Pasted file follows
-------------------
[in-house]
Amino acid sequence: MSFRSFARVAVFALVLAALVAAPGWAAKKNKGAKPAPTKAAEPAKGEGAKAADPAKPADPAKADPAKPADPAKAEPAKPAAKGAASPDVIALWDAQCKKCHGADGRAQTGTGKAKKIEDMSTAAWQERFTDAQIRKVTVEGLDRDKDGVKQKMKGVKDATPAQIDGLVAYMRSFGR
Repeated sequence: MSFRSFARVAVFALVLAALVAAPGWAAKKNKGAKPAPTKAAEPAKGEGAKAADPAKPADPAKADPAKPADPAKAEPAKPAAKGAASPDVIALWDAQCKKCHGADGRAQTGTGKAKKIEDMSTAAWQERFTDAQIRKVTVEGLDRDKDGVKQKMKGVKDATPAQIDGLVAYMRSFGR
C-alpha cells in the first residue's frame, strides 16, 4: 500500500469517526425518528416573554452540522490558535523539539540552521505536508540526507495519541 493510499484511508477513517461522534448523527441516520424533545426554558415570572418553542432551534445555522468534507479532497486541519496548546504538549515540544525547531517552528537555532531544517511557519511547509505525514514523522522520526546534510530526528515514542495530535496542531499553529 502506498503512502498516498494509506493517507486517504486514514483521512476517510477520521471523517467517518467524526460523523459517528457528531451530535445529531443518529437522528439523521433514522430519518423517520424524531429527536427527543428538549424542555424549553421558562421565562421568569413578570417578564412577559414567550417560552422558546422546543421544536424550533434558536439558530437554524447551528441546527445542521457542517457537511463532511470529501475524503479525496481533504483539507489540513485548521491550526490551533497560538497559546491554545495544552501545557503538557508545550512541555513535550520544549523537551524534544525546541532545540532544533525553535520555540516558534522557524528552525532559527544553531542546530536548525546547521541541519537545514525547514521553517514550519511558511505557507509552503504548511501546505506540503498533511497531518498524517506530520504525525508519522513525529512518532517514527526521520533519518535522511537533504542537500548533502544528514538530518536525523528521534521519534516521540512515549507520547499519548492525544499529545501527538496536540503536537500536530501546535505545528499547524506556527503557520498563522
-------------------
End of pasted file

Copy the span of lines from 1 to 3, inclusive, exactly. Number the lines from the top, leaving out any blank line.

[in-house]
Amino acid sequence: MSFRSFARVAVFALVLAALVAAPGWAAKKNKGAKPAPTKAAEPAKGEGAKAADPAKPADPAKADPAKPADPAKAEPAKPAAKGAASPDVIALWDAQCKKCHGADGRAQTGTGKAKKIEDMSTAAWQERFTDAQIRKVTVEGLDRDKDGVKQKMKGVKDATPAQIDGLVAYMRSFGR
Repeated sequence: MSFRSFARVAVFALVLAALVAAPGWAAKKNKGAKPAPTKAAEPAKGEGAKAADPAKPADPAKADPAKPADPAKAEPAKPAAKGAASPDVIALWDAQCKKCHGADGRAQTGTGKAKKIEDMSTAAWQERFTDAQIRKVTVEGLDRDKDGVKQKMKGVKDATPAQIDGLVAYMRSFGR